Two memories from this terrible year remain fixed in my mind. One of them seems to have much to do with Christmas, whereas the other, is at first sight, unconnected. But the truth is, I think the exact reverse. Let me explain.
As I write this, I’m reminded of the endless television interviews with people who said how desperate they were to celebrate Christmas. They usually told the interviewer how much they’d suffered over the last year and that it would be unbearable not to meet up with their relatives in order to enjoy Christmas as they usually did. They wanted to eat and drink and laugh and sing with their families. They wanted to hug their grandchildren, especially at this time, and many pointed out that this was something which had been denied them by the pandemic.
On the face of it, Christmas is important to these folk. They name it as a special time which they’re not prepared to have taken away.
And then I thought of those Thursday evenings during the first lockdown. Evenings when we all stood outside of our houses and clapped for those dedicated men and women working in our Health Services, many of whom went to their death as day after relentless day, they risked their lives in order to minister to the sick and dying in our hospitals and care homes.
Never a mention of Christmas there, but which group of people do you think most demonstrated the spirit of Christmas?
You know, as we reflect on the terrible pain and suffering which people all over the world have endured over the last year, it’s hard not to ask just where God is in all of this.
And yet, without suffering; loyalty, sacrifice and love would have no meaning. If someone’s death causes you no pain, is it possible for you to care about them? If you remain unmoved by someone else’s suffering, how could you choose their good at the cost of your own hurt or disappointment?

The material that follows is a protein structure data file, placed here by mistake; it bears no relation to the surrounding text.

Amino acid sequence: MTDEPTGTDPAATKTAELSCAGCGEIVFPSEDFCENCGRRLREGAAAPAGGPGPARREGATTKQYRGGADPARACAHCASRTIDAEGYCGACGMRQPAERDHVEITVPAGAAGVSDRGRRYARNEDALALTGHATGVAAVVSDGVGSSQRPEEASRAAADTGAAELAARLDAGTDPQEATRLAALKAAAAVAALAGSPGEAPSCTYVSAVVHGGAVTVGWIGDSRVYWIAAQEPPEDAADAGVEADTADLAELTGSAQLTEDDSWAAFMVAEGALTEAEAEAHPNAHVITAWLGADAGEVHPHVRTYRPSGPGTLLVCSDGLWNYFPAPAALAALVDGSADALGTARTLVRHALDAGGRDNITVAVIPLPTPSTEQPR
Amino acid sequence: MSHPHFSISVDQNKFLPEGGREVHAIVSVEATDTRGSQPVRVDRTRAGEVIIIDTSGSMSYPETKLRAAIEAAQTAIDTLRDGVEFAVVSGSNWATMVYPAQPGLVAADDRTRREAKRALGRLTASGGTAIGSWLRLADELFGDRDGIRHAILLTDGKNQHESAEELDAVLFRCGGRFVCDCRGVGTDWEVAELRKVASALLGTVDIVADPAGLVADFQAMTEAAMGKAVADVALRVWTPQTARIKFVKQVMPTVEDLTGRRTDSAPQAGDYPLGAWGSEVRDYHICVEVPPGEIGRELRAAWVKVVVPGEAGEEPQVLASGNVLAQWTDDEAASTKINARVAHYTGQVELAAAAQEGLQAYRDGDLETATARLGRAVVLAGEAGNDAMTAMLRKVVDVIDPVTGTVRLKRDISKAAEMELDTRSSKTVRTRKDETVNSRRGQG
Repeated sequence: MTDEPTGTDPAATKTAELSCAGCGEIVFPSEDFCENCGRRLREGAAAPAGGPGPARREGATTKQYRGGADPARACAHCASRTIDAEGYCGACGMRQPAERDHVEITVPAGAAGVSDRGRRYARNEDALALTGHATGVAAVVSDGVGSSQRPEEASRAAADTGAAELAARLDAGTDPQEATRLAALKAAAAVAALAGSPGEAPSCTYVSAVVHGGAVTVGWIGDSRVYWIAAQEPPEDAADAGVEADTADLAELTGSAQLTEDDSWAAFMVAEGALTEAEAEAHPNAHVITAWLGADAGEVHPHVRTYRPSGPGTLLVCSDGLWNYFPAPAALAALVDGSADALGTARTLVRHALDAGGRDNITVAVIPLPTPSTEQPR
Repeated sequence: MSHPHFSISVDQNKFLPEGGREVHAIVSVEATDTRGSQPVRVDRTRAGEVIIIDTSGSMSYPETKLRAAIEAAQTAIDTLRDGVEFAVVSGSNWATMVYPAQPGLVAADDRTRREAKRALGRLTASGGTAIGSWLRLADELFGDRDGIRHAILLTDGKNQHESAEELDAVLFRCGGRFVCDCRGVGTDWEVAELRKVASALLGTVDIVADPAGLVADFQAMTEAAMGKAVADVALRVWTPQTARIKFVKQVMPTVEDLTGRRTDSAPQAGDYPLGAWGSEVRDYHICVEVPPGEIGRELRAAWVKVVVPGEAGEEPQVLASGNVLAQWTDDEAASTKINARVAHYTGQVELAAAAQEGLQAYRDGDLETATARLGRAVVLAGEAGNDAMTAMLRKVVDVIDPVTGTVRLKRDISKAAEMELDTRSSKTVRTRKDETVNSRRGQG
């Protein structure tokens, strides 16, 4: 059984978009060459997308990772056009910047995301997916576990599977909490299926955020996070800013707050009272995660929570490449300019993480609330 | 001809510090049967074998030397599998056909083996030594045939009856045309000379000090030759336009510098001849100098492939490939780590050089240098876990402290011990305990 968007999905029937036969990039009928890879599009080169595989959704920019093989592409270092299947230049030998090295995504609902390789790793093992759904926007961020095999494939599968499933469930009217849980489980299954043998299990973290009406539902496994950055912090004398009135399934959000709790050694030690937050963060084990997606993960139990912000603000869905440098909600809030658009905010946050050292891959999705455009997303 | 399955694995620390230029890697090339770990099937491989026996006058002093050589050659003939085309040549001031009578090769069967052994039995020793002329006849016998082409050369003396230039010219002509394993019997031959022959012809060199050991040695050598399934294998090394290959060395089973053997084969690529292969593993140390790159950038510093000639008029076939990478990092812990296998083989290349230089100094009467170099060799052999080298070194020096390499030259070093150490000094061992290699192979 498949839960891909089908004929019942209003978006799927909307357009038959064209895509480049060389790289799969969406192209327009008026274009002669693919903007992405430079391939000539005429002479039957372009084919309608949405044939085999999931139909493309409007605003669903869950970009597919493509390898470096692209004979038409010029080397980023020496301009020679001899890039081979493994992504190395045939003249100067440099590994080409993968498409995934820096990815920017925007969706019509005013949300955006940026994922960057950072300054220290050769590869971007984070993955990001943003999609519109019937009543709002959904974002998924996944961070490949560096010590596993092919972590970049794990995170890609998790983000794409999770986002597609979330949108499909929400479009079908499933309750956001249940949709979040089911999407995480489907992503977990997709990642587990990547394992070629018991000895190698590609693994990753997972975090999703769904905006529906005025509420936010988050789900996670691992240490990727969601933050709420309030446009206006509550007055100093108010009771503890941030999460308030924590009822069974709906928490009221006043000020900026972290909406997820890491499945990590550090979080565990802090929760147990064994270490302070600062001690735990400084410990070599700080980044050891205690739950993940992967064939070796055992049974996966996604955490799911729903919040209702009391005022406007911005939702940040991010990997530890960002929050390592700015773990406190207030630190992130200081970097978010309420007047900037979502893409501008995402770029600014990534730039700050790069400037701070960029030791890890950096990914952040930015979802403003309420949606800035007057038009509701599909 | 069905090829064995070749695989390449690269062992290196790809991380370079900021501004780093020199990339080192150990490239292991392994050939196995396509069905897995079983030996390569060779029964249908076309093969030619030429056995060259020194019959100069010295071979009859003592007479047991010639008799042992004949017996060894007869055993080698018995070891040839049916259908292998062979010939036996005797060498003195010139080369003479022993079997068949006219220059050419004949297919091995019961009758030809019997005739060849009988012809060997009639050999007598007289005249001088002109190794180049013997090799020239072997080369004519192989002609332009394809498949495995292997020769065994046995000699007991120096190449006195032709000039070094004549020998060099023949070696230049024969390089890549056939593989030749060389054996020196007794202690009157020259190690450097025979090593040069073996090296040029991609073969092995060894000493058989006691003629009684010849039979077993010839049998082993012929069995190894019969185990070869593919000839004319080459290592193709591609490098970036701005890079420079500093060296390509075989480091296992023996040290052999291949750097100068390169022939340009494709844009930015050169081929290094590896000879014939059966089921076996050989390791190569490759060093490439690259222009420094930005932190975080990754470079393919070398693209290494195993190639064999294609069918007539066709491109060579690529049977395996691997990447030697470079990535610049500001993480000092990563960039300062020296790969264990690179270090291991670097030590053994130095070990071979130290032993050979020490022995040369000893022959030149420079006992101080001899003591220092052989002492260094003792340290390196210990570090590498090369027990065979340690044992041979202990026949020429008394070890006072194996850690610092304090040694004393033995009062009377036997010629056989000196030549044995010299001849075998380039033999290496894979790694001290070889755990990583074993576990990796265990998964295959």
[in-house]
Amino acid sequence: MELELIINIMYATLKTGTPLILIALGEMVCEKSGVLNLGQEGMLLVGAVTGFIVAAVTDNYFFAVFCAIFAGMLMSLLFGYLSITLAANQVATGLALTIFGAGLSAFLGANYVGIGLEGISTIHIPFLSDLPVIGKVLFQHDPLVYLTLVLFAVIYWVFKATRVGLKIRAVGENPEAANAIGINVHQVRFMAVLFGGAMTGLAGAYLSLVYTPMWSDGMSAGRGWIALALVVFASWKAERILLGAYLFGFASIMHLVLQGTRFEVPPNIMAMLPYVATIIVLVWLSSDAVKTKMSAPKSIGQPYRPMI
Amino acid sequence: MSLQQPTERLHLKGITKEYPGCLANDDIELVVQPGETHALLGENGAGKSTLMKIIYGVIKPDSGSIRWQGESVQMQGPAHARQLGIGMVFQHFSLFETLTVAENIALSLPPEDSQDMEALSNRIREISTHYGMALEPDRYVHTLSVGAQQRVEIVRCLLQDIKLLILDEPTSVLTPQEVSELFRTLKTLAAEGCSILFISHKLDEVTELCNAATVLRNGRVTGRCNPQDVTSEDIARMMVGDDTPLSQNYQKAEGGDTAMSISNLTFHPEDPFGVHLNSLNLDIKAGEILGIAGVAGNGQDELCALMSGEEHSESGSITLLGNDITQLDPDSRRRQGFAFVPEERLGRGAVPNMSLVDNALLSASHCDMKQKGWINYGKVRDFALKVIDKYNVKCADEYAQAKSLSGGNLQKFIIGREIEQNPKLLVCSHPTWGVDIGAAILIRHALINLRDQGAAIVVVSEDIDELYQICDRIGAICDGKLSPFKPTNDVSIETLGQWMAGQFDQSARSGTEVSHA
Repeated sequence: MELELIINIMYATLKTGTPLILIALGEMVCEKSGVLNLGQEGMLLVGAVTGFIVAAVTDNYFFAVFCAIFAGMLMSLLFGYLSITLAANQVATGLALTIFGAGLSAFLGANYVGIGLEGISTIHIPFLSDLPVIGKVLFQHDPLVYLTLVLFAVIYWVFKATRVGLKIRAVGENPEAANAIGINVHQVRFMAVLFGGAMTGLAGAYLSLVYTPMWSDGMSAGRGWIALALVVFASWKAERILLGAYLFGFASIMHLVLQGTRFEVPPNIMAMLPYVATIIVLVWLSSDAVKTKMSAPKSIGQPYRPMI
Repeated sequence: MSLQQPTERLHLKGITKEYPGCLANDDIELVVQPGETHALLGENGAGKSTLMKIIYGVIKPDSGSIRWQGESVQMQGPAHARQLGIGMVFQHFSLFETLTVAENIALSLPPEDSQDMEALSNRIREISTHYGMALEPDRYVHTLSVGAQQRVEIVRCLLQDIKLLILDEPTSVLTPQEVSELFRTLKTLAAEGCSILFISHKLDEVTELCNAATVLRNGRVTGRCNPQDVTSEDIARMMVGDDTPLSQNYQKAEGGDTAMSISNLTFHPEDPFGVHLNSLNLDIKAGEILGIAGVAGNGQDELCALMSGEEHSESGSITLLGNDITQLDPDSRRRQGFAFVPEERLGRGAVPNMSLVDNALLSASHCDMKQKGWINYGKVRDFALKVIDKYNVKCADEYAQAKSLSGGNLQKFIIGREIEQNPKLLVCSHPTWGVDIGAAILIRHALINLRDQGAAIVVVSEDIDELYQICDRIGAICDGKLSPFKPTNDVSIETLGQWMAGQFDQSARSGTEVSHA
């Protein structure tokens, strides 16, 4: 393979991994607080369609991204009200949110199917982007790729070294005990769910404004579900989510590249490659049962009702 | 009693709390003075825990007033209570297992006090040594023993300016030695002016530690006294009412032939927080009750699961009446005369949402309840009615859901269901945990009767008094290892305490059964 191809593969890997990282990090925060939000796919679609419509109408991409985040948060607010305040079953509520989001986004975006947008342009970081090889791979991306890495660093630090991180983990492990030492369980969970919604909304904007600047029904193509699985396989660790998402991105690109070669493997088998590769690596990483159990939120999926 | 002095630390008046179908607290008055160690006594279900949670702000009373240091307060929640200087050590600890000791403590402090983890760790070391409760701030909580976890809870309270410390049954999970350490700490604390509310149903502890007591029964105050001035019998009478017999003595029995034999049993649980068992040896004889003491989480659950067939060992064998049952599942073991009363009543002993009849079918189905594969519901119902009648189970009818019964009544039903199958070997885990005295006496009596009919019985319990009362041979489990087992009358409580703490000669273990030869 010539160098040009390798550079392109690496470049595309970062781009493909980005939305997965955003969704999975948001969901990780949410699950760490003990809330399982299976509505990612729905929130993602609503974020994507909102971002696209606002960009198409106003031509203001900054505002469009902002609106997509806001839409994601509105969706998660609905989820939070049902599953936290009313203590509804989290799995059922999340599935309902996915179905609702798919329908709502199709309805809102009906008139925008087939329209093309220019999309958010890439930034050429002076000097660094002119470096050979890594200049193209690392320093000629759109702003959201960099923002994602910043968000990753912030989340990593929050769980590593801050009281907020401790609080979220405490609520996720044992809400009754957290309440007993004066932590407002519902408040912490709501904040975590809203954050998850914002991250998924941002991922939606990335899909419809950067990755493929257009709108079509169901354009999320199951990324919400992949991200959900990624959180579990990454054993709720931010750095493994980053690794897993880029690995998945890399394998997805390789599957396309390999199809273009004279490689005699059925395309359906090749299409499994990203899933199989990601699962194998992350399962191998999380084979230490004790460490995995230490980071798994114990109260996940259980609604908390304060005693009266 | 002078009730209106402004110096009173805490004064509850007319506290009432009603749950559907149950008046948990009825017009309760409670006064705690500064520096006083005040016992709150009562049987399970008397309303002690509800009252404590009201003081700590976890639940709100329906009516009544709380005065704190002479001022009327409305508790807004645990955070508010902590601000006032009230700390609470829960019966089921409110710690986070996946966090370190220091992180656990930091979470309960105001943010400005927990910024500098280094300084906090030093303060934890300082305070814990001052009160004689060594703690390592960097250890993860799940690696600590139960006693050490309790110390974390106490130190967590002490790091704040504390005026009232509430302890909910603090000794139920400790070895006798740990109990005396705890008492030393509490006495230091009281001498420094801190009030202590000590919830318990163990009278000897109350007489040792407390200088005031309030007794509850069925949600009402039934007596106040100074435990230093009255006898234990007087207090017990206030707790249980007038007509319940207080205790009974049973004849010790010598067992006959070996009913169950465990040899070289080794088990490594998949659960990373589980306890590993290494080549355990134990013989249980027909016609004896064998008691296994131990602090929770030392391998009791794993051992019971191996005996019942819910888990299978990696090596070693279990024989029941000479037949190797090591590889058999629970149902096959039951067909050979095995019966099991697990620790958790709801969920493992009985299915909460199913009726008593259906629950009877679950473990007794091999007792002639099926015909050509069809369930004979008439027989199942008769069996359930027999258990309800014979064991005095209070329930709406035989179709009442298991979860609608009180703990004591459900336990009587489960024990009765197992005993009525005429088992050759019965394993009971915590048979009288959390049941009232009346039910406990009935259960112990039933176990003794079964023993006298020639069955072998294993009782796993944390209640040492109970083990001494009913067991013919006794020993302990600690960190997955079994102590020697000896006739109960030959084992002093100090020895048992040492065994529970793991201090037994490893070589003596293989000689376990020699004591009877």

The argument that without significantly costly pain, there could be neither courage, nor self-denying love is very powerful indeed.
When you look at the Christmas Crib, what do you see? Does it bring back happy childhood memories of long ago? Memories of anticipation and excitement. Memories of times when life seemed somehow simpler and cleaner. Memories of school nativity plays and carol singing, and an anticipation which built up to a climax on Christmas Eve. And then the great day itself.
Now I’m sure that all of these feelings are quite close to the surface in the minds of those people who’re determined to enjoy Christmas, come what may; and of course, this is all very understandable.
But if you take all these things away, you don’t somehow “lose” Christmas. And likewise, when, in the middle of a pandemic, you encourage the gatherings of which they are a part, you don’t somehow “save” Christmas either.
Christmas has little to do with tinsel, turkey, cards and crackers. But it has everything to do with the way in which the Creator of the Universe and everything within it, is seen in total costly self- sacrificing love.
Love which makes itself fully known to us through the birth, the life and the death of a little boy, born in Bethlehem some 2000 years ago; a little boy born of a peasant girl, and who was fully and totally human. And yet, through whose humanity, as it developed, we were enabled to see the self -sacrificing love of God in the only way which would make sense to us.
A little boy formed through the interaction of the Spirit of the God of love with the humanity of Mary. An incarnation which is also timeless.
Christ, the embodiment of the love of God, can be seen in many places in our world. He can be seen in men and women of many faiths, and in those who would hesitate to profess a faith. But he is seen especially clearly in the lives and deeds of those men and women who give themselves away in self- sacrifice as they serve their brothers and sisters.
This vision, this clarity, this freedom, this Good News is what we celebrate at Christmas.
We may surround it with all kinds of festivities; but when we value the festivities above the poverty, the bleakness and the love which were such a part of that first Christmas, then perhaps we need to have a good talk with ourselves, and thank God that Christmas depends on him, not on us! May God bless you all.